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Are supercharging road trips time consuming?

I suspect they would know it if they had one, but who knows...maybe there is an old outlet in their garage that they have no idea what it is.

Another solution is to use a Quick220 type device (Quick220 Electrical Systems). With these kinds of devices, the idea is that you plug into two different 120V outlets on different phases (you will very likely need a heavy duty extension cord for one of them) that can be combined to provide a 240V supply (albeit only at 15A, so only 3.6kW, but still enough to get 10-15 miles per hour of range, so over 100 miles overnight). These devices are a bit pricey for what they actually are (you could essentially do the same by "splicing" two extension cords together, but it may not be the safest solution), but they can provide a relatively inexpensive solution when visiting those that don't have 240V outlets.
I have a Quick 220 and it never gets used. It can't be used for GFCI (which is disclosed). But the problem is that many new houses have GFCI on the breaker; that's not really disclosed. So Quick220 can only really be used in older homes.
 
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My wife and I just completed a long road trip in a M3LR from our home near Minneapolis to Seattle via Boulder Colorado and back.
The TL/DR version: Added less than an hour vs ICE each full day of driving, using hotel chargers helps, having the CCS adapter paid off.

We left after work on a Thursday with the car at 99% and made it to the Sioux City IA SC which is next to a Holiday Inn. We plugged
in and checked into the hotel. When the car hit 90% about 30 minutes later I went down and moved it. The next morning I plugged it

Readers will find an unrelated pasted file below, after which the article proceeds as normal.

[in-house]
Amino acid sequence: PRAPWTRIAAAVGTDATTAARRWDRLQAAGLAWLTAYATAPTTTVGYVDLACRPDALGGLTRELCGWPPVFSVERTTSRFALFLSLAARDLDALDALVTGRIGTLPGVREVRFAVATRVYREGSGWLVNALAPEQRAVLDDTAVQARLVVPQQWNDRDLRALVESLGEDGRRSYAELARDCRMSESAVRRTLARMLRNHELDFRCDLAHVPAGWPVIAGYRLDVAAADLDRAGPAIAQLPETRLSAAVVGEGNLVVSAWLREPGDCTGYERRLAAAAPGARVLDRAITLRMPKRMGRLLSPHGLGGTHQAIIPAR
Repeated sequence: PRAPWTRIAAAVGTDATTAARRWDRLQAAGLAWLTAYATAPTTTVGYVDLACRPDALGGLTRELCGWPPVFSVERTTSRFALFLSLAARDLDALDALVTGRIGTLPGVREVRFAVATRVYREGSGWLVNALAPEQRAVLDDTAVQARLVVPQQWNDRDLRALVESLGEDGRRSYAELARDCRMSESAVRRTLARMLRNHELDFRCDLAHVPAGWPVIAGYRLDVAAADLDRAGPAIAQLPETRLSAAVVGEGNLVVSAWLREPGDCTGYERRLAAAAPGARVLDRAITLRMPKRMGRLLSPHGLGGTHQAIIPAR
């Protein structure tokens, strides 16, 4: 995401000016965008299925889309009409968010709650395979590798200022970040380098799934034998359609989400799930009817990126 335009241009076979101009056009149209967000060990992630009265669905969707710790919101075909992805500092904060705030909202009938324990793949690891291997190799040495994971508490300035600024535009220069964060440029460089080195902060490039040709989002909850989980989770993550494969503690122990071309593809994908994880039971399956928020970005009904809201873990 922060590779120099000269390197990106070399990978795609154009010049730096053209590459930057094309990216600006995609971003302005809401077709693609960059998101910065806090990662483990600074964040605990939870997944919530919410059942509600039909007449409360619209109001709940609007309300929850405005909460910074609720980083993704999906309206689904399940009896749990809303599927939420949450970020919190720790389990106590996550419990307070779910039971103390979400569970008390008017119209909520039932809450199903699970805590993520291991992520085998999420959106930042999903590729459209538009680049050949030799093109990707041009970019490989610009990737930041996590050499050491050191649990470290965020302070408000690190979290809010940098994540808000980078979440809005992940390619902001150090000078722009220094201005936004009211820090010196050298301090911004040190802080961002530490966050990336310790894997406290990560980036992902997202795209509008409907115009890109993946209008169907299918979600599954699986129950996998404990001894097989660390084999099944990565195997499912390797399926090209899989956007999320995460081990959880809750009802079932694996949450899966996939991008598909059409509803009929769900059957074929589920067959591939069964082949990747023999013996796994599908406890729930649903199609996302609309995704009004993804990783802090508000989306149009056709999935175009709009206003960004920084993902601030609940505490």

back in before eating breakfast in the hotel and the car hit 100% just as we were ready to go. From there we drove to the SC in
Kearney NE which is in the parking lot of a Runza restaurant so we went in to eat lunch (we were both unimpressed with the
food). I unplugged as soon as we got back to the car and we proceeded to Ogallala NE. This one is in the lot of a hotel and was
the first stop where we waited around while charging, but it gave me time to catch up on emails and the like. Spent 13 minutes there
before moving on. At the next SC in Brush CO we went into the service station to use the restroom and browse for some snacks. We
had 96 miles to the hotel at this point so we waited just a few minutes more after getting back to the car.

We stayed at the Hilton Garden Inn in Broomfield CO for two nights which has multiple destination chargers. Friday night I charged
overnight to 90% which was ample for driving around Saturday. Saturday night again to 90% but Sunday morning raised the limit
to 100% from the app while still in the hotel room and we left with 98% about 40 minutes later. First stop Sunday was Laramie WY
where again after using the restroom we waited a bit before moving on. This sequence was repeated at Rawlins WY, Rock Springs WY and